Saturday 23 July 2016

YPGTTO: Preproduction Test #01 - Simplicity and Restriction

As preproduction ramps up, myself and Ethan are exploring art direction, animation and technical aspects with an open mind. It's the exciting stage whereby we try lots of things out, throw things at the wall, and see what sticks. And so to kick things off, here is the first of many tests and experiments in that vein.

Inspired CAA student, Julien Van Wallendael's beautiful response to the harp district, this is all made in Maya, with Hardware 2.0 rendering and super simple geometric construction.

It's been a while since I've used Maya, so this first experiment is an exercise in simplicity. I wanted to create an engaging and creative environment using a simplified toolset within Maya. These restrictions were as follows:
  • Hardware 2.0 rendering as a base, super responsive and  speedy output.
  • No texturing, only shaders. 
  • No lighting
  • Simple Models / Multiple Layers
This already starts to explore some ideas which we have discussed as a team in early meetings. Can we simplify Maya as a toolbox for creating exciting environments that are expressive and engaging, but also easy and fun to build? And can we do this with an emphasis on animation. I.e the art direction and creation should be of the animated world, rather than competing with the real.

These are all really appealing notions. Especially for independent animators of student film makers. Often, the complexities and possibility space of Maya can destroy a project. Users get so flustered and caught up with what Maya can do, that they simply forget about what it should do. This points to the idea that we create a restricted Maya toolset for our modelling team that allows for creativity but suppresses over-the-top, technical creations. Essentially, giving more time to the things that are most important, like storytelling, or animation, or art direction.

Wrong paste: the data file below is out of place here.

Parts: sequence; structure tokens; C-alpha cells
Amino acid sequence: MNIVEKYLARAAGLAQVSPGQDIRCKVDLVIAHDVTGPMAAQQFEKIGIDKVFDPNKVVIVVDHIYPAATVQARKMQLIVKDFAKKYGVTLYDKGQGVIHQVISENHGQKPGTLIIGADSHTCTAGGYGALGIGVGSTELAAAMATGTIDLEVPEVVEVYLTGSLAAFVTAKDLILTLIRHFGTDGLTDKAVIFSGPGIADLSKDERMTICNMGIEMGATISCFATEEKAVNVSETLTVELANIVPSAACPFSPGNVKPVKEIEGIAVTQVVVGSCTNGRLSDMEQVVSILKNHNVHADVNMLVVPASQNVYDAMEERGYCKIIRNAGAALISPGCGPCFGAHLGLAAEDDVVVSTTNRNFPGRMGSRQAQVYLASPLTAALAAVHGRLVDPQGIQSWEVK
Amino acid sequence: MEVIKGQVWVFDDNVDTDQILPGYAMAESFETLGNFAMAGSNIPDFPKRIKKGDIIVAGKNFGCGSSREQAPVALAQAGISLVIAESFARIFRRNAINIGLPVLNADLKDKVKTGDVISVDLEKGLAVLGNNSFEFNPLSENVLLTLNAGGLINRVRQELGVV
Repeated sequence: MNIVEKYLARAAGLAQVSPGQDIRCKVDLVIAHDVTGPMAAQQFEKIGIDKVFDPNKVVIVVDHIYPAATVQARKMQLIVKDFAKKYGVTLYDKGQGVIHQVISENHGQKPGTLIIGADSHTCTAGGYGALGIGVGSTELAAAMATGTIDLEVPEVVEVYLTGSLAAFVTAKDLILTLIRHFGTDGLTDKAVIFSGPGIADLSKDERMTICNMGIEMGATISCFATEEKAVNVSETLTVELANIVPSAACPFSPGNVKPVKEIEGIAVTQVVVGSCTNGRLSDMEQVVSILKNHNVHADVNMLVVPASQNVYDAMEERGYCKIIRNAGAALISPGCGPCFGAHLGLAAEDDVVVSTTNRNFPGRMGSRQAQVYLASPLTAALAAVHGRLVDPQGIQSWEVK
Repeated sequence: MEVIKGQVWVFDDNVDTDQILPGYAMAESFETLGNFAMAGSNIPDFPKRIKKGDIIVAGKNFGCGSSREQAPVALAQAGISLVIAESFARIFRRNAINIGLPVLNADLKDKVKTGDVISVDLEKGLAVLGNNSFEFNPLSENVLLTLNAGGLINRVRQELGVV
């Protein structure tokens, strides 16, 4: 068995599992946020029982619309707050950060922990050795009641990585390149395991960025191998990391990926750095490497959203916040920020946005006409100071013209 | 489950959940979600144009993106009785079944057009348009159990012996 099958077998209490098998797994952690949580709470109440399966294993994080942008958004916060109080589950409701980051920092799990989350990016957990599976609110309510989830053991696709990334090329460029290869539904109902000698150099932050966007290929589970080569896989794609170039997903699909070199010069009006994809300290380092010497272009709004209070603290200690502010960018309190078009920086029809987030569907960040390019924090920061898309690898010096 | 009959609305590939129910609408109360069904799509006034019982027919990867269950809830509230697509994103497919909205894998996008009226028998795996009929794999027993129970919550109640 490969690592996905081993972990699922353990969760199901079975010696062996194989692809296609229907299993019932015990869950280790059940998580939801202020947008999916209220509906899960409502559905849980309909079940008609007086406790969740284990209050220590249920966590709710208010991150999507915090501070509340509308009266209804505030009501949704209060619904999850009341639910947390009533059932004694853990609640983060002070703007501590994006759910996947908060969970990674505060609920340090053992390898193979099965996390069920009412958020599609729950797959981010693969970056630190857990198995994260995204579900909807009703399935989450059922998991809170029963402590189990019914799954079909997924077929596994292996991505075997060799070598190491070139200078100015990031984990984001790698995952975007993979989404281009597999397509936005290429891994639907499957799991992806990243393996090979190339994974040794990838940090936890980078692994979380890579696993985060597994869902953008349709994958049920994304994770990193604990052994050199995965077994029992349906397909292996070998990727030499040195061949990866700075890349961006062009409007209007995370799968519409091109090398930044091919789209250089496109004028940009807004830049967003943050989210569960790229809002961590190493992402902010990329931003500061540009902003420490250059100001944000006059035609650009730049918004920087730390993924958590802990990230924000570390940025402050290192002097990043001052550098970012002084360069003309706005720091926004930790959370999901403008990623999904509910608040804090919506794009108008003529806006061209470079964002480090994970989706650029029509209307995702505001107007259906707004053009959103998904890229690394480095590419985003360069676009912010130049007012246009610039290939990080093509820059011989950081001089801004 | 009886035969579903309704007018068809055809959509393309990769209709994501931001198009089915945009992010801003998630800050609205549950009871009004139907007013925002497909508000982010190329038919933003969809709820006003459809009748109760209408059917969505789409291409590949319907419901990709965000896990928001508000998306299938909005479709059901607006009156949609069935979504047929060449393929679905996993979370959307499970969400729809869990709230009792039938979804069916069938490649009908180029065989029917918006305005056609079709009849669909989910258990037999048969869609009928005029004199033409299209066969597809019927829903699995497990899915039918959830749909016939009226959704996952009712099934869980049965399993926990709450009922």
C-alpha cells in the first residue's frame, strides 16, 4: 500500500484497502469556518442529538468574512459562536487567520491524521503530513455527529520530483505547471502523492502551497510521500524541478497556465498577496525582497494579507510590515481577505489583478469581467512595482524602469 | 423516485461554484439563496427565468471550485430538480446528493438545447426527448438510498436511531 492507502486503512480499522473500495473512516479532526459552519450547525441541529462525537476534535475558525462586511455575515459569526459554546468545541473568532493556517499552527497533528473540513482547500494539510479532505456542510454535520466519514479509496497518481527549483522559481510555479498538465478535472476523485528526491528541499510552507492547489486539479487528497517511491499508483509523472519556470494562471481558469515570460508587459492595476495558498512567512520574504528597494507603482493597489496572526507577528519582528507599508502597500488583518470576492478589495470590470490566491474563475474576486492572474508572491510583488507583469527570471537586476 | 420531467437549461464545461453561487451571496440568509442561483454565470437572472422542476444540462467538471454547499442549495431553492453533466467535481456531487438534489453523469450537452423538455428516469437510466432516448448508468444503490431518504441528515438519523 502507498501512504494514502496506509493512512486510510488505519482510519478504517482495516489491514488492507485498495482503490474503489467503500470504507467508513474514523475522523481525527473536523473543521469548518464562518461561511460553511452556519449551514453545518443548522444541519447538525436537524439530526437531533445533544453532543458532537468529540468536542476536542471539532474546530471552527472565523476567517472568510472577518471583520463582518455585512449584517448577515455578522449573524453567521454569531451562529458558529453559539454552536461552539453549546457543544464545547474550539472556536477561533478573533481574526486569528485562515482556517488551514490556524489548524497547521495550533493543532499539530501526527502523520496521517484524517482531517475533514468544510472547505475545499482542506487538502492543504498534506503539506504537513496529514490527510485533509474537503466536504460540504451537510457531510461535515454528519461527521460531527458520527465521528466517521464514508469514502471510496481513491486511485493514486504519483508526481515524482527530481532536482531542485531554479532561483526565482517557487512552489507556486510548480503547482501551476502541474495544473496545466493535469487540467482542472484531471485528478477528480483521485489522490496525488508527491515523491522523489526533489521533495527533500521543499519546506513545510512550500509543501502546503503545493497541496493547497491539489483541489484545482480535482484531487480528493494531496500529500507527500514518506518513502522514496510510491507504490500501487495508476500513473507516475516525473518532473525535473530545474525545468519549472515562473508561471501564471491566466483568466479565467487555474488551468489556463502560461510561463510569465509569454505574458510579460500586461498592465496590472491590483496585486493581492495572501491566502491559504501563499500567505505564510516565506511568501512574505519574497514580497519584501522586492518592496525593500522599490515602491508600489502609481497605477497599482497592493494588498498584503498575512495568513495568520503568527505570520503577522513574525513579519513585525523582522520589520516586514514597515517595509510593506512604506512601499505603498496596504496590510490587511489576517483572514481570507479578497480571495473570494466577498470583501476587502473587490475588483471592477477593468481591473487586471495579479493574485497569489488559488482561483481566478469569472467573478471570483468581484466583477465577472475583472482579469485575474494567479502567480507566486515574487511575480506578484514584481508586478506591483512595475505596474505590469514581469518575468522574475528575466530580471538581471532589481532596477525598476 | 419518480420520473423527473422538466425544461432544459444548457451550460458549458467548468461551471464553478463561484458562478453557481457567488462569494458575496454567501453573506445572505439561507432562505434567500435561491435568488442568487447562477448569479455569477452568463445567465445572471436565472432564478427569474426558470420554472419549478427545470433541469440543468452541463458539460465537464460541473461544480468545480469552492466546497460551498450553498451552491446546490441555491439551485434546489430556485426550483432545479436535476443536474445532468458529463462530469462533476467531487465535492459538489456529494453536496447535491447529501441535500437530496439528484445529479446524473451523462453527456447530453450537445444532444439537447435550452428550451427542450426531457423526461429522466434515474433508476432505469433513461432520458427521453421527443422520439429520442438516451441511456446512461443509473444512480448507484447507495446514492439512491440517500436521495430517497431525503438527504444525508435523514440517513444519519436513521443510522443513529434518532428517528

Here are a few screenshots of exactly what this scene looks like in Maya. It's rendered in Hardware 2.0, so a full 30 second shot only takes a minute or two to generate via playblasts. The shaders are largely surface shaders, so create a bold base without the need for lighting. And the modelling is so simple that it invites creativity. It allows for the user to play around, try things out, throw them away. Without that horrible feeling that you just spent 20 hours on a particle system that looks like crap.

It only took an evening to create, render and composite this scene. And although this is in no way a definitive guide to how things will look or how we will move forward, it does bring up some exciting possibilities. The simplicity of this approach is very refreshing. It would allow modellers to spend time on the sets themselves. Allowing them to be creative and unrestrained. And it would allow for other departments to expand.

In my next few experiments, I'll be looking at particles, textures and shaders. I'd like to explore the possibilities of shaders as an addition to the toolset. Almost like a set of paints, can we create off the shelf textures that the art team could use for city generation. And can they express the print like qualities shown within Julian's work?

In addition, I'll be posting a few discussions on art direction and approaches to CG production. But for now, this starts to get the ball rolling. More soon!


  1. Cool stuff!

    Amazing what can be achieved with simple shapes and shaders.

    I have actually been wondering whether (in some cases) it might be useful to use Maya's own 3D painting capabilities. I know it's never going to be a patch on Photoshop or Mudbux etc, but maybe for painting quick and simple strokes without needing to leave Maya may come in useful. Especially for getting quick textured results in a first pass.

  2. Thanks Ethan, it's certainly a possibility. I've used vertex painting in the past, which although is really simplified, can be used in some interesting ways if art directed correctly.

    See here -

    It can actually be a pretty creative way of tackling shading purely because of these simple restrictions.

  3. I was very excited to see these, Jordan - loved the simple things, like the white coloured 'car/raindrop' that appears and disappears depending on its background element; it's just this level of 'small dynamism' that I think we can really milk in terms of creating the visual bustle - you've got the expansiveness too, that all important sense of scale. Bring it on, I say!!!